India Regrets UN Human Rights Chief's Remarks On Kashmir

"There is no denying that these are challenging times including for this body. It is important, therefore, that human rights issues are addressed constructively with respect for national sovereignty and territorial integrity in a transparent and credible manner," India said.

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India Regrets UN Human Rights Chief's Remarks On Kashmir

"We regret that reference has been made to the Indian State of Jammu and Kashmir," India said

United Nations: 

India has voiced regret over the issue of Jammu and Kashmir being raised in the United Nations Human Rights Commission or UNHRC after High Commissioner for Human Rights Michelle Bachelet made a reference to Kashmir during her opening statement to the Council.

Ms Bachelet, the new UN human rights commissioner who succeeded Zeid Raad al-Hussein, in her opening statement to the Council on Monday made a reference to Kashmir, saying the Human Rights Council's recent report on the human rights situation "has not been followed up with meaningful improvements, or even open and serious discussions on how the grave issues raised could be addressed".

"The people of Kashmir have exactly the same rights to justice and dignity as people all over the world, and we urge the authorities to respect them. The Office continues to request permission to visit both sides of the Line of Control, and in the meantime, will continue its monitoring and reporting," she said.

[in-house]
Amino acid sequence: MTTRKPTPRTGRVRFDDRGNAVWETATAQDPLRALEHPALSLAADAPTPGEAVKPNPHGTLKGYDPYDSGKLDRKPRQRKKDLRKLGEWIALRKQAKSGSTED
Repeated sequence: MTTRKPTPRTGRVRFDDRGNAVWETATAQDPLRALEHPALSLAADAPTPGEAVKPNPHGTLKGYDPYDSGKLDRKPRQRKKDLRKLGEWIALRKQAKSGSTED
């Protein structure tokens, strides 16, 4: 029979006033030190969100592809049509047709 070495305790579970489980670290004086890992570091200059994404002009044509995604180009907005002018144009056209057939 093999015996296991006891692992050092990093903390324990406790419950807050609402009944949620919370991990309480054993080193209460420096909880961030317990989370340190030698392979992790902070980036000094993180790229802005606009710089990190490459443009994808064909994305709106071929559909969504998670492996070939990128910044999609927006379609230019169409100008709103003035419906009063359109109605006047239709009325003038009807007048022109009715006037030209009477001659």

Expressing regret over the remarks, Permanent Representative of India to the UN in Geneva Ambassador Rajiv Chander said India had made its views "abundantly clear" on this matter in the UN Human Rights Council (UNHRC).

"Madam High Commissioner, there is no denying that these are challenging times including for this body. It is important, therefore, that human rights issues are addressed constructively with respect for national sovereignty and territorial integrity in a transparent and credible manner."

"We regret that reference has been made to the Indian State of Jammu and Kashmir. Our views on this matter have been made abundantly clear in the Council," Mr Chander said.

Speaking at the 39th session of the Human Rights Council in Geneva on Tuesday, Mr Chander said terrorism was the biggest scourge and the greatest violator of human rights and expressed hope that Ms Bachelet would address this issue more emphatically in the coming years.

Ms Bachelet also welcomed Supreme Court's decision last week to decriminalise same-sex relations in India.

"Laws that criminalise consensual adult relationships are, as Chief Justice Misra said, manifestly arbitrary and a source of discrimination and harassment. I very much hope other countries around the world will look to India's example in this respect," she said, referring to the remarks by Chief Justice of India Dipak Misra.
 

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